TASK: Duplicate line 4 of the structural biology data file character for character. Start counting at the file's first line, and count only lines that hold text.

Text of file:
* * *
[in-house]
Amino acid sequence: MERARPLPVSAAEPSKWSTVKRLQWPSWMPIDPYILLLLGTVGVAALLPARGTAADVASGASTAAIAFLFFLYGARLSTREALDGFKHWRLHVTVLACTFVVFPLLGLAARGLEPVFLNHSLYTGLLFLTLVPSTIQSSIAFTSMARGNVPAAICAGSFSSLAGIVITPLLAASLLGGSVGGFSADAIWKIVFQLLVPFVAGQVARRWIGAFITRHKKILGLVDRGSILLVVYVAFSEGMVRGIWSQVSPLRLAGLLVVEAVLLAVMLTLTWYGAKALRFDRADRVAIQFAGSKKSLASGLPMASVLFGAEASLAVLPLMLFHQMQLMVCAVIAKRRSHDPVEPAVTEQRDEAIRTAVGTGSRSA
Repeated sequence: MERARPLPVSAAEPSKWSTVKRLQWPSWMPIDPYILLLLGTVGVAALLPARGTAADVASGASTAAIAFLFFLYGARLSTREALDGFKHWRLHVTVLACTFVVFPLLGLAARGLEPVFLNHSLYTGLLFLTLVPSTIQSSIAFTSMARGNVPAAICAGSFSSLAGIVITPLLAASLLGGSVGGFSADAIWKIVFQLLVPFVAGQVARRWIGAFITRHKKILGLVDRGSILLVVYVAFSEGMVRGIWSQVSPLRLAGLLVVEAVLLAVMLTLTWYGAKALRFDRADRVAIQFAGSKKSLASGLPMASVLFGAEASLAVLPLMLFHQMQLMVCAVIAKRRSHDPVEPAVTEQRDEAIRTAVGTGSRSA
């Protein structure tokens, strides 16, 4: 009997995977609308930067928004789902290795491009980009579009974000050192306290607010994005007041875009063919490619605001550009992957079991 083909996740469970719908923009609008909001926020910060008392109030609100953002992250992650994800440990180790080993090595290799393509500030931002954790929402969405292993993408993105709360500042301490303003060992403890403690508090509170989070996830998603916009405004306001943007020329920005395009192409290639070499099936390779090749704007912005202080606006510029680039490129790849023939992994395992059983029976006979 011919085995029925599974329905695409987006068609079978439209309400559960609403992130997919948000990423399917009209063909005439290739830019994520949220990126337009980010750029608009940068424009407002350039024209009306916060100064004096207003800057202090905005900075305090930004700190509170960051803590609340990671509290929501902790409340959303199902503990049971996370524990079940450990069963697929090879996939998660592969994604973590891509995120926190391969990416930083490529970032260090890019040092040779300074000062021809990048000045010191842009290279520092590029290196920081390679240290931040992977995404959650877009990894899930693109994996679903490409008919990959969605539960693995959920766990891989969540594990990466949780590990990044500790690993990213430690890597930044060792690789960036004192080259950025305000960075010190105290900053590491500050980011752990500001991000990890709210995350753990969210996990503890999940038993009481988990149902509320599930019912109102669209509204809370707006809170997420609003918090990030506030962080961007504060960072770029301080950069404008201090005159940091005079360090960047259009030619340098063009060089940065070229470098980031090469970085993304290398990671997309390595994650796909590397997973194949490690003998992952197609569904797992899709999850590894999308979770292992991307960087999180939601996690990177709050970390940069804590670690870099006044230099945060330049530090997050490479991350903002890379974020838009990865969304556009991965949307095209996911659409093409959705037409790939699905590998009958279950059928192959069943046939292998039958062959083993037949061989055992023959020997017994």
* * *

């Protein structure tokens, strides 16, 4: 009997995977609308930067928004789902290795491009980009579009974000050192306290607010994005007041875009063919490619605001550009992957079991 083909996740469970719908923009609008909001926020910060008392109030609100953002992250992650994800440990180790080993090595290799393509500030931002954790929402969405292993993408993105709360500042301490303003060992403890403690508090509170989070996830998603916009405004306001943007020329920005395009192409290639070499099936390779090749704007912005202080606006510029680039490129790849023939992994395992059983029976006979 011919085995029925599974329905695409987006068609079978439209309400559960609403992130997919948000990423399917009209063909005439290739830019994520949220990126337009980010750029608009940068424009407002350039024209009306916060100064004096207003800057202090905005900075305090930004700190509170960051803590609340990671509290929501902790409340959303199902503990049971996370524990079940450990069963697929090879996939998660592969994604973590891509995120926190391969990416930083490529970032260090890019040092040779300074000062021809990048000045010191842009290279520092590029290196920081390679240290931040992977995404959650877009990894899930693109994996679903490409008919990959969605539960693995959920766990891989969540594990990466949780590990990044500790690993990213430690890597930044060792690789960036004192080259950025305000960075010190105290900053590491500050980011752990500001991000990890709210995350753990969210996990503890999940038993009481988990149902509320599930019912109102669209509204809370707006809170997420609003918090990030506030962080961007504060960072770029301080950069404008201090005159940091005079360090960047259009030619340098063009060089940065070229470098980031090469970085993304290398990671997309390595994650796909590397997973194949490690003998992952197609569904797992899709999850590894999308979770292992991307960087999180939601996690990177709050970390940069804590670690870099006044230099945060330049530090997050490479991350903002890379974020838009990865969304556009991965949307095209996911659409093409959705037409790939699905590998009958279950059928192959069943046939292998039958062959083993037949061989055992023959020997017994």